'Why I Have Trust Issues': Amazon Prime Video to Begin Increasing Subscription Prices Next Year The streaming service will soon begin playing advertisements for streamers.
As streaming platforms increase subscription prices and make sweeping changes, customers have been on the losing end of the deal. Now, Prime Video is the latest to make modifications that will have some subscribers irked.
Amazon announced this week that starting next year, Prime will begin rolling out advertisements on its programming that can only be removed if customers upgrade to an ad-less tier.
Amazon did not specify how long the advertisements would be other than that they would be "limited" and that it aims to have "meaningfully fewer ads" than competitor streaming platforms like Netflix and Peacock.
The ad-free option of the platform will cost members an additional $2.99 per month, though the up-charging won't begin until after 2024.
Prime Video currently costs $14.99 monthly or $139 for an annual fee.
Naturally, customers were less than thrilled about the news.
Amazon Prime Video to extort viewers for more cash. They are going to start running commercials with all their programming early next year. If you want to avoid the ads, you'll have to pay $2.99 a month, on top of your annual Amazon Prime subscription.— Mike Sington (@MikeSington) September 22, 2023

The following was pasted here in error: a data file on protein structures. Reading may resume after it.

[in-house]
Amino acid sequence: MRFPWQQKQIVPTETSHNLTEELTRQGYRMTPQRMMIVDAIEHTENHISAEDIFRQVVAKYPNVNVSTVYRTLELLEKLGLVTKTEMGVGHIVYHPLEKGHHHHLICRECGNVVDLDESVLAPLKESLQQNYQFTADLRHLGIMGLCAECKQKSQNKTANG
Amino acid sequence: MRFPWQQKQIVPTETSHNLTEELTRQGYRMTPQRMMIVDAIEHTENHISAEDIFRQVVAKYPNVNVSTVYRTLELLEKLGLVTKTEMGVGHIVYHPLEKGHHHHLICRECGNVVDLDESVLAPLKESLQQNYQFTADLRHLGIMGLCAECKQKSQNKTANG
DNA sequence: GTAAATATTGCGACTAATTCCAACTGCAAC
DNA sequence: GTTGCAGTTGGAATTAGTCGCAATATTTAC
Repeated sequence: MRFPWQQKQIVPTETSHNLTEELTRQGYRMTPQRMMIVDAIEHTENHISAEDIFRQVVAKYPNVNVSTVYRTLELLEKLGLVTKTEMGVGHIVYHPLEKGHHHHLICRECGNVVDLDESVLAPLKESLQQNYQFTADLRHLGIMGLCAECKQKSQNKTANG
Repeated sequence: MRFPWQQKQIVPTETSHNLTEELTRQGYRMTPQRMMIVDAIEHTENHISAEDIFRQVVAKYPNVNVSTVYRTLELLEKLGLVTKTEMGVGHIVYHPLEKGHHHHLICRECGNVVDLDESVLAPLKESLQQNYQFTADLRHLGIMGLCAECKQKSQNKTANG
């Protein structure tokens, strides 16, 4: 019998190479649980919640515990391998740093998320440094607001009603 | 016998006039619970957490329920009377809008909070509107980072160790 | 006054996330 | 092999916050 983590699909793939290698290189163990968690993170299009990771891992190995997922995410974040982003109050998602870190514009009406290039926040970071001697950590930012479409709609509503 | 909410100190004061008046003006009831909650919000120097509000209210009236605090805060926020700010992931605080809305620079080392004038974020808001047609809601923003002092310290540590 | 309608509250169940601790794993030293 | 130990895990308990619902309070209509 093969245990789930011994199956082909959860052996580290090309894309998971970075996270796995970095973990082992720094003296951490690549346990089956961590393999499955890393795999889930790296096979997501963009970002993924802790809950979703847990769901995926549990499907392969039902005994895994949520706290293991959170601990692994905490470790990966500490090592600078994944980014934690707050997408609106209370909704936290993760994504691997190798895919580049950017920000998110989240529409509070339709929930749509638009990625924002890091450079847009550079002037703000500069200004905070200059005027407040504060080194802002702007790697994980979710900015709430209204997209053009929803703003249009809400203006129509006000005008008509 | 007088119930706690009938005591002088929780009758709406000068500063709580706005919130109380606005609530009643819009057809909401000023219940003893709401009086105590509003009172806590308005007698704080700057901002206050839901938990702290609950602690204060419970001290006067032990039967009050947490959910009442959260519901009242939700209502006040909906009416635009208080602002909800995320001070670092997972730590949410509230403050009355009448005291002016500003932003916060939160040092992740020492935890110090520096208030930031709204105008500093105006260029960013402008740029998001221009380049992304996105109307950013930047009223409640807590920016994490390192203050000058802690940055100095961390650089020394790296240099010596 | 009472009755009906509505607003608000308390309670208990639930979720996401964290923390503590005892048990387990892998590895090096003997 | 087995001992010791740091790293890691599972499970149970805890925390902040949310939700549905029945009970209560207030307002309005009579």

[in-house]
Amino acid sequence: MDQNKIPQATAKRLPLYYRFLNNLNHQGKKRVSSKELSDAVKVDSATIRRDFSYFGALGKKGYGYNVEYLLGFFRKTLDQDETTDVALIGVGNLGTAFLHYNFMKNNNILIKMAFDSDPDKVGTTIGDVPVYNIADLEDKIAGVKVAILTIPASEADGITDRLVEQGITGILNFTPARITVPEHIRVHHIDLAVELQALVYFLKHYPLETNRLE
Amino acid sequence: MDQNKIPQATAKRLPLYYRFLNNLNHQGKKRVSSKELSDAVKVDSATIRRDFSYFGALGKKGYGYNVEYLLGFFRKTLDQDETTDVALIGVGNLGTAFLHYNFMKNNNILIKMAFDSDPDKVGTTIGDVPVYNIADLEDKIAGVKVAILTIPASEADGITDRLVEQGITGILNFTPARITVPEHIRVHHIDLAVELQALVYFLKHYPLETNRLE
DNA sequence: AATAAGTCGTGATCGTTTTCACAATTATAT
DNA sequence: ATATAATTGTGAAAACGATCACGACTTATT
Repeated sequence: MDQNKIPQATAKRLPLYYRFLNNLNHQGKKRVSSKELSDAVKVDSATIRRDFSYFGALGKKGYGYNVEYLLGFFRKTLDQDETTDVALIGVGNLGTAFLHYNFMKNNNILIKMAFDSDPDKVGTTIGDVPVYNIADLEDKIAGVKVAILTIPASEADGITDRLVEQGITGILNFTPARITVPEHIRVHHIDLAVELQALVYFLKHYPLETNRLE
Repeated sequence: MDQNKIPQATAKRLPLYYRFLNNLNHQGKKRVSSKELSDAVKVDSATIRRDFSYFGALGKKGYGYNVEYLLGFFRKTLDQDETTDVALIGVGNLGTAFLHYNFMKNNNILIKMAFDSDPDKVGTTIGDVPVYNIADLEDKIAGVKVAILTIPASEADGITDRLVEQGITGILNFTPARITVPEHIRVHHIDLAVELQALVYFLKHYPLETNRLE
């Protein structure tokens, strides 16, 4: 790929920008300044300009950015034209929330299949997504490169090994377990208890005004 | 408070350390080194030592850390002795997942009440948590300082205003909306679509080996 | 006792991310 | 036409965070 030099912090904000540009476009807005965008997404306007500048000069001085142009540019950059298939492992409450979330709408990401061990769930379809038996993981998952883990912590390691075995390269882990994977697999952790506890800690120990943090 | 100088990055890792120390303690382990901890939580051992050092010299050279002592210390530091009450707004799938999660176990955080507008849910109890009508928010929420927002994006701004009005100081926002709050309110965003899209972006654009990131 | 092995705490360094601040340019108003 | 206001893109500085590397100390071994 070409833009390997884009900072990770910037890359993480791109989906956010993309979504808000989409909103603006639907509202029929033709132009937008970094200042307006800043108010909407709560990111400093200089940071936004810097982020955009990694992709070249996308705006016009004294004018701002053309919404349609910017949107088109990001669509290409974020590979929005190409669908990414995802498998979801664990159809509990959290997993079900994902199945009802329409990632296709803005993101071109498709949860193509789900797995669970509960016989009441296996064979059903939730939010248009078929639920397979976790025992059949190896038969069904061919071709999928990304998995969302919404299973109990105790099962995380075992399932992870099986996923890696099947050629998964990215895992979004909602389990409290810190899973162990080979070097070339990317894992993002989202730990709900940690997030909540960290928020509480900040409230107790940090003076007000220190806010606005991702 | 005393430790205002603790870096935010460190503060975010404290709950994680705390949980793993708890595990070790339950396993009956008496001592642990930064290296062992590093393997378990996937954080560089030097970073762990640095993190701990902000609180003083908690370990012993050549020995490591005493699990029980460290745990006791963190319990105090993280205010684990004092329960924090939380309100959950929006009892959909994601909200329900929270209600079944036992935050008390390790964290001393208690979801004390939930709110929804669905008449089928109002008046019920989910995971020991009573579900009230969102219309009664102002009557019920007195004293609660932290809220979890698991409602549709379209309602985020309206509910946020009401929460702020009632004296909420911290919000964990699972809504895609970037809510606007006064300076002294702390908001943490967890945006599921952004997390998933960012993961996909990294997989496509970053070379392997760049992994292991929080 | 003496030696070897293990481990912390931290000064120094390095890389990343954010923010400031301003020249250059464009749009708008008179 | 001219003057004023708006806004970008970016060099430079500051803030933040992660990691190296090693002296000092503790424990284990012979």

Amazon bringing ads to Prime Video unless you pay more is why I have trust issues.— Uncle Bob ? (@UncleBob56) September 22, 2023
Looks like Amazon Prime Video is going to start including ads soon unless you subscribe to a higher tier. I like how streaming is coming full circle when the initial appeal was there won't be any ads.— Punjai (@punjaikumarsamy) September 22, 2023
Prime Video adding ads to everything or asking me for another $3?— Todd Swoope (@ToddSwoope) September 22, 2023
Yo ho, yo ho, it's back to the seas for me.
"We will email Prime members several weeks before ads are introduced into Prime Video with information on how to sign up for the ad-free option if they would like," Amazon said in a release.
Streamers have made a slew of changes over the past year.
Netflix also infamously cracked down on password sharing by beginning to charge members this year for users who accessed the same account in different households.
HBO Max changed to Max in May and combined with Discovery+ to integrate all content into one uniform streaming platform.
Amazon was up just shy of 12% in a one-year period as of Friday morning.